(17/03) ECRE – ECRE Report: How CJEU judgements and the EU Charter of Fundamental Rights have influenced national asylum policies. A newly released ECRE report shows significant impact of three asylum-related cases from the Court of Justice of the EU (CJEU) and of the EU Charter of Fundamental Rights on the national asylum policies of eight Member States. Full press release here.
(17/03) ECRE – No change in deeply dysfunctional Dublin system, AIDA figures reveal. A statistical update published by ECRE’s Asylum Information Database (AIDA) releasing figures for 12 European countries from 2016 reveals persisting fundamental dysfunctions in the Dublin system. The inefficiency is illustrated by disproportionately low transfers compared to procedures, its inconsistency by contradictions with the EU emergency relocation scheme, and its inadequacy in safeguarding rights by Member States’ restart of transfers to Greece. Full press release here.
(17/03) ECRE – Weekly Editorial: Dirty deals done dirt cheap. The impact of the EU Turkey – Deal is widely debated and often misrepresented. The triumphant progress reports of the Commission hail the drop in numbers of refugees arriving in Greece and people drowning in the Aegean, but ignore the wider devastating impact of Europe’s containment policy on the international protection regime and beyond. If anything, one-year into its existence the deal has “succeeded” in contributing to problematic developments in four inter-linked ways. Full press release here.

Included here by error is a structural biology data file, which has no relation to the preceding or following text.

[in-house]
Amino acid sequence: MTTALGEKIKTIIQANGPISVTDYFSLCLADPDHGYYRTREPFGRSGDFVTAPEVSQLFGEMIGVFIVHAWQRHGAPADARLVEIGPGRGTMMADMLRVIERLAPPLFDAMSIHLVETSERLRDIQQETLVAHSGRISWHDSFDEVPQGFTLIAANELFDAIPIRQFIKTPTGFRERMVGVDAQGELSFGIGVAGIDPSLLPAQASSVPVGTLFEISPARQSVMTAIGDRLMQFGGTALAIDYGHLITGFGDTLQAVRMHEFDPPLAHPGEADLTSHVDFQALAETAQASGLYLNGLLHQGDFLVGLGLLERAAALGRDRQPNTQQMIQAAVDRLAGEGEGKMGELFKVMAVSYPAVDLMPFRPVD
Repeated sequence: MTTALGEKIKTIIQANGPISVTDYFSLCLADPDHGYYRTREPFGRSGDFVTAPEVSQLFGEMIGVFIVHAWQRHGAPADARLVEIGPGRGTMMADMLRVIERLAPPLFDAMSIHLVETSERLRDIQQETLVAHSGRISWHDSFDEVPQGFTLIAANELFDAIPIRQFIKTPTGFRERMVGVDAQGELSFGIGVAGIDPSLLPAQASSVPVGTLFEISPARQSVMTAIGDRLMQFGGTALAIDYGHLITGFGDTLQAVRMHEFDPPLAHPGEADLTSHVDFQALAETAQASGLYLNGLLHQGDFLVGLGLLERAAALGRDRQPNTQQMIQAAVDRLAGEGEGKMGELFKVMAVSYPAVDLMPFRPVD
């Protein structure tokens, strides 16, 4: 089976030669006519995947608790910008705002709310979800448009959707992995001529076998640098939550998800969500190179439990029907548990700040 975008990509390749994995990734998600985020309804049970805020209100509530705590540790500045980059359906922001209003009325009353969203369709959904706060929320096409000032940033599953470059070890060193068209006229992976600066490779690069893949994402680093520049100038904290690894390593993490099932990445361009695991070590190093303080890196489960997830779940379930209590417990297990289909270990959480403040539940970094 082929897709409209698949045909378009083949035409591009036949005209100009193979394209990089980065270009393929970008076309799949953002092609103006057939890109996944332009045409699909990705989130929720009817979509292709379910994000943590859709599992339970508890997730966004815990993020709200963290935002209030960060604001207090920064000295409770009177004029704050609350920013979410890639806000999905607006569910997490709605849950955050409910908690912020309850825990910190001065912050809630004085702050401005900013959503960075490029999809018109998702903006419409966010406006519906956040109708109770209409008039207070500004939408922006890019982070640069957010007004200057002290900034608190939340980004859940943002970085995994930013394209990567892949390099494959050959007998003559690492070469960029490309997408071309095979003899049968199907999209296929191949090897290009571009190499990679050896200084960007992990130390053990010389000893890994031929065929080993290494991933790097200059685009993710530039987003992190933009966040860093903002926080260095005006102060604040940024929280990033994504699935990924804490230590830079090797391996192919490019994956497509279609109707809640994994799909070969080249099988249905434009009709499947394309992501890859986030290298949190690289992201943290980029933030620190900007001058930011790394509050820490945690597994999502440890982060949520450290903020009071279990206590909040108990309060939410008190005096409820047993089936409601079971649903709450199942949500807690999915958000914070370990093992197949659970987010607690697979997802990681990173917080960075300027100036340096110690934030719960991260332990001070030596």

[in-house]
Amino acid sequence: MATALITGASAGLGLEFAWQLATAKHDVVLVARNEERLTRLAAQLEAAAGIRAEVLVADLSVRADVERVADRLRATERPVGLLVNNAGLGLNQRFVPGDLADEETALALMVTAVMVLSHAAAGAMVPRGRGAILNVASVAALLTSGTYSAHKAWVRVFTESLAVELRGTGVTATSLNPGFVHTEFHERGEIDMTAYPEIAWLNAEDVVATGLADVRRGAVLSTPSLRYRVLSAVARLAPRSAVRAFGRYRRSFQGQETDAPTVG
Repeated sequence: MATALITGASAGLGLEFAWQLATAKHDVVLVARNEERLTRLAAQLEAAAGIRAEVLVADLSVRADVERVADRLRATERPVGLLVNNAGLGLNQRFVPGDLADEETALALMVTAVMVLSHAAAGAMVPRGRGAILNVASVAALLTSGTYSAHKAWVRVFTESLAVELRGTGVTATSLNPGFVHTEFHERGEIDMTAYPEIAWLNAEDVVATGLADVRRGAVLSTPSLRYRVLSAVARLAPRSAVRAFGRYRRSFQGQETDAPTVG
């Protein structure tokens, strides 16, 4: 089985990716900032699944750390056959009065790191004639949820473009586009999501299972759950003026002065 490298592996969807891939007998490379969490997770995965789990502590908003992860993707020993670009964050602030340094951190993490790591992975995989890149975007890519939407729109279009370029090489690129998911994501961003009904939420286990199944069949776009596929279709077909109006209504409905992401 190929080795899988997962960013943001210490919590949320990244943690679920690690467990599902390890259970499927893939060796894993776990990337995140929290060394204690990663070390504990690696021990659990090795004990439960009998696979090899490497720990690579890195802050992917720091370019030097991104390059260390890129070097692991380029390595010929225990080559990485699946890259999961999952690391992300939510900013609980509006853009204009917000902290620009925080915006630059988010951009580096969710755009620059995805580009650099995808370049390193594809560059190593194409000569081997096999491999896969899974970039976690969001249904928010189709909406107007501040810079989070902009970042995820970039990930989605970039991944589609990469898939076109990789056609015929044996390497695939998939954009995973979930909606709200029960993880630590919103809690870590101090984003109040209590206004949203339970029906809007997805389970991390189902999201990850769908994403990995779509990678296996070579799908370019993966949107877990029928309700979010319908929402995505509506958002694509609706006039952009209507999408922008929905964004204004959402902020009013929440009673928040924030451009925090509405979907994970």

(17/03) PICUM – #Dealbreaker: EU Migration policy more damaging one year after EU-Turkey deal. The EU-Turkey deal, which was adopted one year ago this week, aims to return all migrants and refugees who crossed the sea to the Greek islands and did not apply for asylum in Greece or whose claim was refused back to Turkey. However, since the deal was agreed, over 60,000 people have been left in deplorable conditions in Greece and thousands remain stranded in other EU member states. Record numbers of migrants are still dying at sea. More than 520 migrants have died in the Mediterranean so far in 2017. Full press release here